'Only the beginning for us'

Unite rep and Glasgow Film Theatre worker Katie Mack on how she and her colleagues secured union recognition - and why all hospitality workers should join a union

Reading time: 6 min

Last week, iconic independent cinema Glasgow Film Theatre (GFT) signed an historic voluntary recognition agreement with Unite. Earlier this week, we highlighted this key victory in the hospitality sector. Today, we hear from Unite rep and GFT worker Katie Mack who explains how she and her colleagues changed their workplace for the better – and why all hospitality workers should get organised.

Not long after a lot of us started working at the Glasgow Film Theatre (GFT), there were some issues that kept coming up and that most people talked about. At the time, we didn’t feel confident enough to speak to our managers directly about these issues as most of us were on temporary seasonal contracts and we all wanted to be kept on so naturally, we worried about “rocking the boat.” Nevertheless, we mustered up the courage to write a letter directly to the CEO about the issues that we had — long probation periods on our contracts, low weekly hours, confusion around holiday pay and breaks — and managed to get almost all front of house staff to sign it.

It was not long after this that one of our former colleagues reached out to Bryan Simpson, Unite lead organiser for hospitality. He was very warm and welcoming, so much so that we pretty much unanimously agreed we wanted to go with Unite. When we had our collective grievance meeting with Bryan representing us, I think management were quite taken aback as no staff had ever done anything like this before. Their initial reaction was a bit lukewarm, but over time we have developed a better understanding of one another and we definitely now have a more open and honest relationship than we had in the past. We never had an issue with our managers directly, as they were only carrying out policies of the GFT, but we did have an issue with the lack of clarity on certain concerns and how we received mixed information when we enquired about them.

Being in a union has allowed us to fight for better conditions, without the fear of a negative backlash from our employer. I cannot emphasise enough how important it is for workers to join a union, particularly hospitality workers. We work in a notoriously under-unionised industry which is often hostile to the idea of workers taking back some power for themselves.

I’m very pleased that our employer has bucked the trend and has been open to us joining Unite, and eventually agreed to sign a voluntary recognition agreement with the union. When we were agreeing the scope of who the recognition agreement would cover, it was important to front of house staff to also include the cleaning team, as we both receive the Real Living Wage and we have Unite members there too.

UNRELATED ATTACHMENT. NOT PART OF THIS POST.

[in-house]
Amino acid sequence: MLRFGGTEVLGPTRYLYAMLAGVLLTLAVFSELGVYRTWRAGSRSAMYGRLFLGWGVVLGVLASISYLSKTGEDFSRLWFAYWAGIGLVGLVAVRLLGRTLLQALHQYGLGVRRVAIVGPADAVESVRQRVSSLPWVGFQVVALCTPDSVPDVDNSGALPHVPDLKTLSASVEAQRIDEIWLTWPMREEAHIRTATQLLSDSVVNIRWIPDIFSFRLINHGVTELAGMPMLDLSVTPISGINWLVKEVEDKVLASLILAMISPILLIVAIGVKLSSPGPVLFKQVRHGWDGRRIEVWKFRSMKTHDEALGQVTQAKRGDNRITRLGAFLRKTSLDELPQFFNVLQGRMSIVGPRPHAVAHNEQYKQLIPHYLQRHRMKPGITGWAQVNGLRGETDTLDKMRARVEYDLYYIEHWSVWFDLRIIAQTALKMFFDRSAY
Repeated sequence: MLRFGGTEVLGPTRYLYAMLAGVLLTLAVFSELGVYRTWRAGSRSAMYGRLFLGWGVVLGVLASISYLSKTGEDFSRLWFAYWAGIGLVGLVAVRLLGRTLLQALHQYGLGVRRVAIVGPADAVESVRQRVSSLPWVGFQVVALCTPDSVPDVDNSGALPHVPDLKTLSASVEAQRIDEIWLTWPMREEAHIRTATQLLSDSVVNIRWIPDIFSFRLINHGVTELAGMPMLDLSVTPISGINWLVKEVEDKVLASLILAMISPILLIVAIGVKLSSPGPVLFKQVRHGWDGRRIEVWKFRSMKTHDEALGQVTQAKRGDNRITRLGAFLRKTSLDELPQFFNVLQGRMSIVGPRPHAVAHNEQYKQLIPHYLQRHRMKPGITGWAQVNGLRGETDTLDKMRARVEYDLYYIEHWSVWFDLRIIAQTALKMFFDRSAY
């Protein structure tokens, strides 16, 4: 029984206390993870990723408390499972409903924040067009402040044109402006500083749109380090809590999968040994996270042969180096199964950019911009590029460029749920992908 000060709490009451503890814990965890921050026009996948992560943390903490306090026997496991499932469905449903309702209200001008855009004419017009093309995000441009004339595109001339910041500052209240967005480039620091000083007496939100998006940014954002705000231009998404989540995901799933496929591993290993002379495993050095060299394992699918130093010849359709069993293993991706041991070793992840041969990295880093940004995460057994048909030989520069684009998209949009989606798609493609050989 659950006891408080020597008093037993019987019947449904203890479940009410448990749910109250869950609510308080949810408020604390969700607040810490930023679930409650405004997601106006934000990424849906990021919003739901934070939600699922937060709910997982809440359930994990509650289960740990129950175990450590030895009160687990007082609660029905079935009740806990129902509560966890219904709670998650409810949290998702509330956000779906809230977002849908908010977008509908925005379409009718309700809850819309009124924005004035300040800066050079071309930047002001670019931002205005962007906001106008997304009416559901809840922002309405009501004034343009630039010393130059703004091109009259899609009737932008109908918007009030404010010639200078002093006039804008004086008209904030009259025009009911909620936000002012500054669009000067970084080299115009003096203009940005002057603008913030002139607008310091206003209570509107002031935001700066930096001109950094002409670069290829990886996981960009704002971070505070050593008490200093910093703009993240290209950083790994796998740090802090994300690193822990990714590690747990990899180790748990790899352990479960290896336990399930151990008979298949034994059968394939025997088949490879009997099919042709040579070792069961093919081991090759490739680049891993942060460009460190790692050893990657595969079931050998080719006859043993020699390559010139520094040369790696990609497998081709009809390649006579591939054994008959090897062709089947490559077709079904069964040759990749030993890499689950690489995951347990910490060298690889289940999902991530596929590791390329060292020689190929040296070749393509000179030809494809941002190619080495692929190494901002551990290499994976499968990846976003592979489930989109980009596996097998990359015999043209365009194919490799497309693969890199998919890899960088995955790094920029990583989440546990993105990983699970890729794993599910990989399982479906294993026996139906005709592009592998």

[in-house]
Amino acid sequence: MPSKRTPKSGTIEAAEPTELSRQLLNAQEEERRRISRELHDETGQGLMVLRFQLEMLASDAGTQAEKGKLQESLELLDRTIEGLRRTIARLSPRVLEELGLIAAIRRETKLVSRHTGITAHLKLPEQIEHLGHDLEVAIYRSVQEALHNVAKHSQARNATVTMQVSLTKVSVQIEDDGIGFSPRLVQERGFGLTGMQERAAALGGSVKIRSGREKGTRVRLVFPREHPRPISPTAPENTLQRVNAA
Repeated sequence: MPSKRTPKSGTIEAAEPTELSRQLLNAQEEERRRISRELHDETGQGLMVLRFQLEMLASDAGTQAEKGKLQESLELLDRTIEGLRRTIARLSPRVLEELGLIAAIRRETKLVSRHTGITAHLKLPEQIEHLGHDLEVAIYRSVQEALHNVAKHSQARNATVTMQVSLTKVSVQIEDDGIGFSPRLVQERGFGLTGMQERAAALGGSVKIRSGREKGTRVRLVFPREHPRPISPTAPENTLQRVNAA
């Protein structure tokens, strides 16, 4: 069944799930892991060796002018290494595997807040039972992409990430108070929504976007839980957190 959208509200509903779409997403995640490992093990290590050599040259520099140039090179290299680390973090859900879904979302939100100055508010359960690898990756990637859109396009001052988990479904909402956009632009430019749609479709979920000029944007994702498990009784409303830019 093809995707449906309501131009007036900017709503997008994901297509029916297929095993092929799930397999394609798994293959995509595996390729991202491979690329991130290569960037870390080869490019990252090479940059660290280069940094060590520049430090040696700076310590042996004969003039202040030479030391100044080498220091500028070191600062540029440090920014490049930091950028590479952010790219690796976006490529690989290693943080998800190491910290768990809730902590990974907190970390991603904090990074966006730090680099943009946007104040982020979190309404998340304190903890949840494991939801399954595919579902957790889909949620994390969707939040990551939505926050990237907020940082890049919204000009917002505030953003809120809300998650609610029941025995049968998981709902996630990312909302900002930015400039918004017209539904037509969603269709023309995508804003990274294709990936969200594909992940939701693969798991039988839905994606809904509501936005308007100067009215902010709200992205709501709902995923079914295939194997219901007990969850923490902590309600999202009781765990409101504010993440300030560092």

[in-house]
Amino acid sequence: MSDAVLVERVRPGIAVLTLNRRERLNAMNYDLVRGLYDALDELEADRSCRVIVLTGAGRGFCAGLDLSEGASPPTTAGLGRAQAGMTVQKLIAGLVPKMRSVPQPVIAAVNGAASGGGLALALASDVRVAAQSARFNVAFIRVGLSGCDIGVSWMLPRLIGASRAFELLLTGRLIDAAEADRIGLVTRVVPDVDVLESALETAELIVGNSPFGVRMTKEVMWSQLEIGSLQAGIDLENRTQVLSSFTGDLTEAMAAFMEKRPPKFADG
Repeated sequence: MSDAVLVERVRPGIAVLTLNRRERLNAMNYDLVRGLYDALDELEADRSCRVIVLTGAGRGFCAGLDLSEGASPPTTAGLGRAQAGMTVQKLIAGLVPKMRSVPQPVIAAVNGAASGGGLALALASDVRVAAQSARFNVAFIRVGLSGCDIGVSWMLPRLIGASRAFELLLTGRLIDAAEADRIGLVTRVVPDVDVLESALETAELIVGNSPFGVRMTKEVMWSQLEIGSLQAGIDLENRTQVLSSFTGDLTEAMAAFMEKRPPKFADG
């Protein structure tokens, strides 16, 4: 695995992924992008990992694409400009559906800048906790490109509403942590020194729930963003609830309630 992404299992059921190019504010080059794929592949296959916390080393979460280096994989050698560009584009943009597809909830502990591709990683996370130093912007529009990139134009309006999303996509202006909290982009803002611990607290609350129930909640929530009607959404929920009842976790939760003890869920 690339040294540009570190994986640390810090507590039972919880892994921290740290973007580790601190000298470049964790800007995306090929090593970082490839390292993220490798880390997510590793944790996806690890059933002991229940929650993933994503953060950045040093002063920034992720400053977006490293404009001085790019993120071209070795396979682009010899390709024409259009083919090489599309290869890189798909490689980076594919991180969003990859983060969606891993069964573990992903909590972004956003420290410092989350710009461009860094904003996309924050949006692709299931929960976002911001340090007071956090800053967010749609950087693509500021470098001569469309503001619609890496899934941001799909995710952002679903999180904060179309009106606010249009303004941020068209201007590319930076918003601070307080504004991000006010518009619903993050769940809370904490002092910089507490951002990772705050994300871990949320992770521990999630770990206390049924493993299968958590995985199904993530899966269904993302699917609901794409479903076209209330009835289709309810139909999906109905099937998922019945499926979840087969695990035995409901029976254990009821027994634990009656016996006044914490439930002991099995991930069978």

The signing of the voluntary recognition agreement is hopefully only the beginning for us. We have been working towards this goal for about two years now, and if you’d told me then we would have achieved it in such a short space of time I probably wouldn’t have believed you.

I want to thank every single member of staff, both past and present, who signed the grievance letter, joined Unite, and supported our struggle. Without every single one of them we couldn’t have done this. Joining a union is in your best interest, yes, but it’s also a selfless act as you are saying, “I care enough about my colleagues than I want to help them make a difference – for us.” I believe that staff, present and future, will continue to build on what we have accomplished.

There has been a lot of disheartening news recently in the world of hospitality, with Saramago Cafe and 13th Note being shut down by their owners after staff stood up for their rights. It’s a worrying trend to see capitalists so willingly toss out their businesses as a punishment to workers for trying to improve their working conditions.

However, I believe we are seeing more of this exactly because workers in hospitality have had enough. They are finally coming together with their colleagues and saying, “We deserve better than this.” Owners are trying to intimidate workers by threatening their staff but workers cannot let them win. We are the ones who hold the real power and they know that. I really hope that GFT workers can inspire other businesses to try to do the same.

It can be scary when you think that you are the only one with an issue in work and that no one will have your back if you speak up. I myself experienced this in a former workplace. But chances are, if you notice something isn’t right, you won’t be the only one. Speak to the people who you’re most confident will have your back and gradually work your way around all the staff until they have all been briefed about the plan of action.

Some people might take a lot of convincing — and some will never come around to your view — but so long as you have a good amount of strong voices you will be able to move forward with some sort of plan. Getting your employer to recognise your union may seem like an impossible task but know that workers from other businesses have your back too, and we’ll do all we can to support your struggle.

By Katie Mack, Unite GFT rep